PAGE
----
Naija StoriesNonfiction StoriesSeries

Tales from My Alma Mater (Part 1)


The accounts in this series are real or as real as the author remembers them. For issues of privacy, the author would change the names of some people. Such changes would be indicated with an (+) after the first time such a person’s name is mentioned.

This account is not meant to malign anybody or institution, but to tell about the experiences of the author while in the university.


If you asked me, I would tell you that JAMB is the most frustrating institution in Nigeria. Forget NEPA, PHCN, or whatever their name now is; forget bad roads; forget unemployment; if possible, forget corruption. And let’s focus on JAMB for a moment. Do you know that JAMB can make you study what’s not in your destiny? Or that they can make you look like a dumbass amongst your friends? Check the number of people who haven’t gotten admission into any tertiary institution, or those who are studying courses they don’t know what it’s all about, then you’ll understand my point. If not for JAMB, how would I have known about Applied Biochemistry, the course I studied for four years?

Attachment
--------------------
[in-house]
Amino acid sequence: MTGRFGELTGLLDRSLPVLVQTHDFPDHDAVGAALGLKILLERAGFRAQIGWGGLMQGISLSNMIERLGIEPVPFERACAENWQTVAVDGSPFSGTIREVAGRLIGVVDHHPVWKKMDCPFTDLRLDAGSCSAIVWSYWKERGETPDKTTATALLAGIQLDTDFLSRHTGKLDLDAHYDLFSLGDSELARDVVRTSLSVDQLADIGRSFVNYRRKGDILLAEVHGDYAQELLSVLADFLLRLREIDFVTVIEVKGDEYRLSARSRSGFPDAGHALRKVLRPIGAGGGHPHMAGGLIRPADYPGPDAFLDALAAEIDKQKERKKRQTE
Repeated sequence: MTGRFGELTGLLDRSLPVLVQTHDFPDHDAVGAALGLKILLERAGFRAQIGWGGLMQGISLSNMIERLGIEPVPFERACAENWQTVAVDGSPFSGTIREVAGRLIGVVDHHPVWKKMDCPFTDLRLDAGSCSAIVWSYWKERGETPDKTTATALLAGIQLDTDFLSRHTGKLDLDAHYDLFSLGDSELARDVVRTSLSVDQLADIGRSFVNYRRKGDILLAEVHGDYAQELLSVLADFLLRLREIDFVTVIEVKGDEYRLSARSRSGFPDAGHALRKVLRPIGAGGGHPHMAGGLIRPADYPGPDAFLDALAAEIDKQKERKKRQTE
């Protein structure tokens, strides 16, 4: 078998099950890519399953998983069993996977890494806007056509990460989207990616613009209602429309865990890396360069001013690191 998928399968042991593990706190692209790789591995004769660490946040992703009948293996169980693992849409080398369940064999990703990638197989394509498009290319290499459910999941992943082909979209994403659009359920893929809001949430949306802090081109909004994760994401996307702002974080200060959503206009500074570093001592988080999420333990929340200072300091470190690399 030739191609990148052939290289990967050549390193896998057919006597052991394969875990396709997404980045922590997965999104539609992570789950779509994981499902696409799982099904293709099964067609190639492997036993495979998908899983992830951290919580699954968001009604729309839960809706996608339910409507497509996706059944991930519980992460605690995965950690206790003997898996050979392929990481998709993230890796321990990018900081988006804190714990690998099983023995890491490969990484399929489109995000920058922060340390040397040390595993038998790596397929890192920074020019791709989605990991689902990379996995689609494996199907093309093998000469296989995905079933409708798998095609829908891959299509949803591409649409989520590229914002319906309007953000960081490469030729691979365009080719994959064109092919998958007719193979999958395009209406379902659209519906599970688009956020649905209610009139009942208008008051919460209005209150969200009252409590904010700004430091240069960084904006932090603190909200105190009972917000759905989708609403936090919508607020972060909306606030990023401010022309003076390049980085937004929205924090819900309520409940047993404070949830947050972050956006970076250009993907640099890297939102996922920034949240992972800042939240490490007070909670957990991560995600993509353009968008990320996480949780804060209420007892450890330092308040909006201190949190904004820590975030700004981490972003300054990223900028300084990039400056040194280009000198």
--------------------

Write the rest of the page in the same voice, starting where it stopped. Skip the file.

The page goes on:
And my story started on 16th December, 2014. Earlier in the year, I’d taken WAEC, and later JAMB like most of my peers. At the time, I’d put Pharmacy, instead of the Medicine and Surgery almost everyone was clamoring for. What’s the hype about Medicine anyway?

“But Somtoo, you’re too brilliant to settle for a lesser course,” a secondary school teacher had opined. Really? What makes any course lesser than the other? Of course, I couldn’t argue with her, as she would have used the earnings of various professionals to rest her case.

Another advised me to make sure that I put a professional course. “That way, you would secure your future once you’re out of the university.” As if courses and not what people are made of, secured their futures for them.